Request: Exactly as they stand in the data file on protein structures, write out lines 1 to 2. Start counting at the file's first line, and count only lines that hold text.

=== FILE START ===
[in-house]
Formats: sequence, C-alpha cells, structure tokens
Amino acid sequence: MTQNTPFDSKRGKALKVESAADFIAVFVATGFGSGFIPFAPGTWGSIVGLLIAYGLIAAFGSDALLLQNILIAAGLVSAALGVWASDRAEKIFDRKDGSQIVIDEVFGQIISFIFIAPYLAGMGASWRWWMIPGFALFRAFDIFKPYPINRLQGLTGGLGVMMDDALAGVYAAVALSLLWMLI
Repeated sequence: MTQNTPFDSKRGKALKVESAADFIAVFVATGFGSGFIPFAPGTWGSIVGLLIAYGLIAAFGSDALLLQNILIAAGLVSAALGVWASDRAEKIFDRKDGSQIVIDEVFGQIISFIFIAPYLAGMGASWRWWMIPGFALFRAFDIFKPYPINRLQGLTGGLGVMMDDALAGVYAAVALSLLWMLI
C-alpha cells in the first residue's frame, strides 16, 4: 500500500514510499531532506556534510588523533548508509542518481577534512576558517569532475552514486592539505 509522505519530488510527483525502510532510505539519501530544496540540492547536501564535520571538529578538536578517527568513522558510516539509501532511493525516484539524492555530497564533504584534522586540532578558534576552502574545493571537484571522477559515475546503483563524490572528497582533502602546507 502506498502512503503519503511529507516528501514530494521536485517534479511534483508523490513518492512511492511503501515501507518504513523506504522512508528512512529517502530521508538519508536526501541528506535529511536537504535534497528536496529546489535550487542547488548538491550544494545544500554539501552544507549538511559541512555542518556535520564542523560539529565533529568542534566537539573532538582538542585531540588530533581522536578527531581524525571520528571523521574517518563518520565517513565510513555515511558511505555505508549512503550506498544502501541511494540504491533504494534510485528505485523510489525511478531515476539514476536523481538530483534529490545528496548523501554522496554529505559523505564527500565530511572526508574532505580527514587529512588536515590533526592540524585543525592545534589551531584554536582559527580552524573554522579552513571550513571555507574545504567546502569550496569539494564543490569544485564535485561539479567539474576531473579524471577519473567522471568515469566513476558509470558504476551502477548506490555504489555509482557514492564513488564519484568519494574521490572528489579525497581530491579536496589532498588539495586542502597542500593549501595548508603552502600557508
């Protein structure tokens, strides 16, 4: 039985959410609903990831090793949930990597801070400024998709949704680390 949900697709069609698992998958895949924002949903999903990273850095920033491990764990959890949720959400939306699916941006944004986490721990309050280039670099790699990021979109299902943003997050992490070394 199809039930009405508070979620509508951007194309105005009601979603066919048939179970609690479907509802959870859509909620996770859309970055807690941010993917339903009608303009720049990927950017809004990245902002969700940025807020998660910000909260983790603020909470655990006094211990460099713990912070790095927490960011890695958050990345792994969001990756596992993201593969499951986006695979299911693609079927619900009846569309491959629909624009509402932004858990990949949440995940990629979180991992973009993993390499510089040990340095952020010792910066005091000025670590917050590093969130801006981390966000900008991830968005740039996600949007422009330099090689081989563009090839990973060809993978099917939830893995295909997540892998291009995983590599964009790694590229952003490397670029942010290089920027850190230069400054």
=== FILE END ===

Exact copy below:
[in-house]
Formats: sequence, C-alpha cells, structure tokens